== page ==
Jillson suggested interval training for a quick workout to get in strength conditioning and cardio. If you aren't able to make it to your gym, try crunches, pushups and lunges at home as part of your exercise routine. Eating habits also play a big part in healthy living, especially during the holidays, Jillson said.

"Maybe eat before you go to a holiday party; have a small meal before you go to the party, so you don't attack the snack table," she said. "Or just have a little sampling of each hors d'oeuvre or item, and you'll at least be on the road to success with party after party."

If you are wanting to add an exercise routine to your lifestyle or mix things up, Jillson encouraged the campus community to check out the TRAC.

"We have wonderful state-of-the-art equipment and personal training that will be at a significantly reduced rate than any other club you'll find in town," she said. "We also have group exercise programs, ranging from kick-boxing to yoga. It will help people get right back on track or at least help them understand why it's important to exercise and what they can be doing to reach their goals."

"Everyone does a New Year's Resolution," she added. "You might as well add health and fitness to it."

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Wednesday, December 05, 2007

"Gay Moralist" Challenges Arguments Against Homosexuality

By Courtney Westlake

Imagine an activity that takes place between consenting adults, doesn't hurt anyone and results in a great deal of pleasure for the people involved. Also imagine this activity is an avenue of meaning and communication in the people's lives, which is usually something that is celebrated.

But when this activity involves two men or two women, some might not only condemn it but call it a "moral abomination," says Dr. John Corvino.

Philosopher, moralist, and gay rights advocate Corvino, also widely known as the "Gay Moralist," spoke on Wednesday afternoon, December 5, in Brookens Auditorium on the topic of "What's Morally Wrong with Homosexuality?" Corvino holds a Ph.D. in philosophy from the University of Texas at Austin and is currently an Associate Professor of Philosophy at Wayne State.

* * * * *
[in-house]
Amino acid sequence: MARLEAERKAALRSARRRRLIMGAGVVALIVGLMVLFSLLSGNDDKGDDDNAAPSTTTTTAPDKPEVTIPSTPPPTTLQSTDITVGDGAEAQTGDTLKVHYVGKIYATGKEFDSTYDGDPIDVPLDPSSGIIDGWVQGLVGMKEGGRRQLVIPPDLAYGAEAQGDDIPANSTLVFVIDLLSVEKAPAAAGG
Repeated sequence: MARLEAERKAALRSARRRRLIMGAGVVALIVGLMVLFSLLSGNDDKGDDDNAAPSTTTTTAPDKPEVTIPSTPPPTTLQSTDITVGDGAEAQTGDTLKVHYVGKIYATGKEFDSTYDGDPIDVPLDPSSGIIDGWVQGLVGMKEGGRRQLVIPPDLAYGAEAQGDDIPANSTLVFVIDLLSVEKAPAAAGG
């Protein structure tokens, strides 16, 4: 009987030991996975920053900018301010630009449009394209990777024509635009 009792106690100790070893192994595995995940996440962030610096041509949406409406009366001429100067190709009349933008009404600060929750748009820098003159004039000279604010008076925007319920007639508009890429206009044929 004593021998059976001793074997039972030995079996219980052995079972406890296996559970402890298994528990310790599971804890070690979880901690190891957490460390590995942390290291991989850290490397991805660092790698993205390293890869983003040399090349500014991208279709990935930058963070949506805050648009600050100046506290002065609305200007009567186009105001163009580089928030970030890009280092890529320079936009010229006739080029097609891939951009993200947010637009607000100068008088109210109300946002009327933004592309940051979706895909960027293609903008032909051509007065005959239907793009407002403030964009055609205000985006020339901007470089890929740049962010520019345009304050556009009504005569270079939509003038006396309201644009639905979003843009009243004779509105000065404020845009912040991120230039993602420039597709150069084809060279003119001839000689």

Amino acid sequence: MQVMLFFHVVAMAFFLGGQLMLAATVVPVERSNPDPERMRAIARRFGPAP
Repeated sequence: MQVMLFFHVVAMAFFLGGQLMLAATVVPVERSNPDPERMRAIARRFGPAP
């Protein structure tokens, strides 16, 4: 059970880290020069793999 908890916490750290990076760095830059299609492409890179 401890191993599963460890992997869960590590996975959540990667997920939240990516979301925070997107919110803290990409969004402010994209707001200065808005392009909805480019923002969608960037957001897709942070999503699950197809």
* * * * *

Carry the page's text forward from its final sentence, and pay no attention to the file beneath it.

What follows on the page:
Corvino has traveled the country for more than 15 years speaking on gay rights. He uses humor as he dismantles common arguments against homosexual conduct, including those based on nature, harm and religion.

"Homosexual relationships make some people happy," Corvino emphasized. "And I don't just mean they are pleasurable, but they can be an important avenue of meaning and fulfillment in people's lives. If we're going to deny that to an entire group of people, or say 'that's wrong,' we should have a darn good reason."

One of the primary reasons many argue that homosexuality is immoral is that the Bible condemns it, Corvino said. But the Bible also says that eating shellfish and wearing clothing of mixed fiber are abominations unto God, according to the Book of Leviticus, and that slavery is acceptable, Corvino said.

"What I'm saying is that if you're going to use the Bible as a source of moral revelation, you have to pay attention to context to understand what it's really saying; if you don't do that, you commit yourself to some pretty strange views about slavery, women's roles and a whole host of other things," he said. "If you're going to use the Bible, you need to be consistent about it, and if you're going to take context into consideration, you need to be consistent about that."

Other arguments Corvino has heard is that homosexuality is unnatural or is a threat to the traditional family. Corvino admits he still cannot understand the latter argument.

"Do we think that if we support gay and lesbian relationships, straight people will stop having heterosexual relationships and all go gay?" Corvino said. "Do we think that if we support same-sex marriage, straight people will give up on the institution of marriage? Not only do I think this argument is a whole lot of smoke, I actually think it does more harm to the traditional family than anything it's trying to target."